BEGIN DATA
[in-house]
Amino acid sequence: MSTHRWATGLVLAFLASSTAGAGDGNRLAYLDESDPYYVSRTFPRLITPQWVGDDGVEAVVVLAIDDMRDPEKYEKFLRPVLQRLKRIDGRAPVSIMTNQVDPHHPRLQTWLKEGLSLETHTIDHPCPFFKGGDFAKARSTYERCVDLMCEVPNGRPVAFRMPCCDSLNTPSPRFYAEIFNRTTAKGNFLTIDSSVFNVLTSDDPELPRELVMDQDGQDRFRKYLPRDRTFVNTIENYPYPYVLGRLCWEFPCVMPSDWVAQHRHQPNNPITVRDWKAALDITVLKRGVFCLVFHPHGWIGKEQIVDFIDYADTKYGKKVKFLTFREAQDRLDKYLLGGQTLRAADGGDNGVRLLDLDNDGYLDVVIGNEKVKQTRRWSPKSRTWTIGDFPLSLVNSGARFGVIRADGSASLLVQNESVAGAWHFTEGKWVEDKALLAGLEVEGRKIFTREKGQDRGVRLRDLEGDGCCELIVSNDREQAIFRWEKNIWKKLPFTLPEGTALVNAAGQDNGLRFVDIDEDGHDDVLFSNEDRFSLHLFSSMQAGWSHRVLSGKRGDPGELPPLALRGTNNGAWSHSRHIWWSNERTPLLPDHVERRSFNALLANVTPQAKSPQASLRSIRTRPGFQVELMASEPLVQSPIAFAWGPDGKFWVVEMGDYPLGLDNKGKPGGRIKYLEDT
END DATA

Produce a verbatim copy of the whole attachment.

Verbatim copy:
[in-house]
Amino acid sequence: MSTHRWATGLVLAFLASSTAGAGDGNRLAYLDESDPYYVSRTFPRLITPQWVGDDGVEAVVVLAIDDMRDPEKYEKFLRPVLQRLKRIDGRAPVSIMTNQVDPHHPRLQTWLKEGLSLETHTIDHPCPFFKGGDFAKARSTYERCVDLMCEVPNGRPVAFRMPCCDSLNTPSPRFYAEIFNRTTAKGNFLTIDSSVFNVLTSDDPELPRELVMDQDGQDRFRKYLPRDRTFVNTIENYPYPYVLGRLCWEFPCVMPSDWVAQHRHQPNNPITVRDWKAALDITVLKRGVFCLVFHPHGWIGKEQIVDFIDYADTKYGKKVKFLTFREAQDRLDKYLLGGQTLRAADGGDNGVRLLDLDNDGYLDVVIGNEKVKQTRRWSPKSRTWTIGDFPLSLVNSGARFGVIRADGSASLLVQNESVAGAWHFTEGKWVEDKALLAGLEVEGRKIFTREKGQDRGVRLRDLEGDGCCELIVSNDREQAIFRWEKNIWKKLPFTLPEGTALVNAAGQDNGLRFVDIDEDGHDDVLFSNEDRFSLHLFSSMQAGWSHRVLSGKRGDPGELPPLALRGTNNGAWSHSRHIWWSNERTPLLPDHVERRSFNALLANVTPQAKSPQASLRSIRTRPGFQVELMASEPLVQSPIAFAWGPDGKFWVVEMGDYPLGLDNKGKPGGRIKYLEDT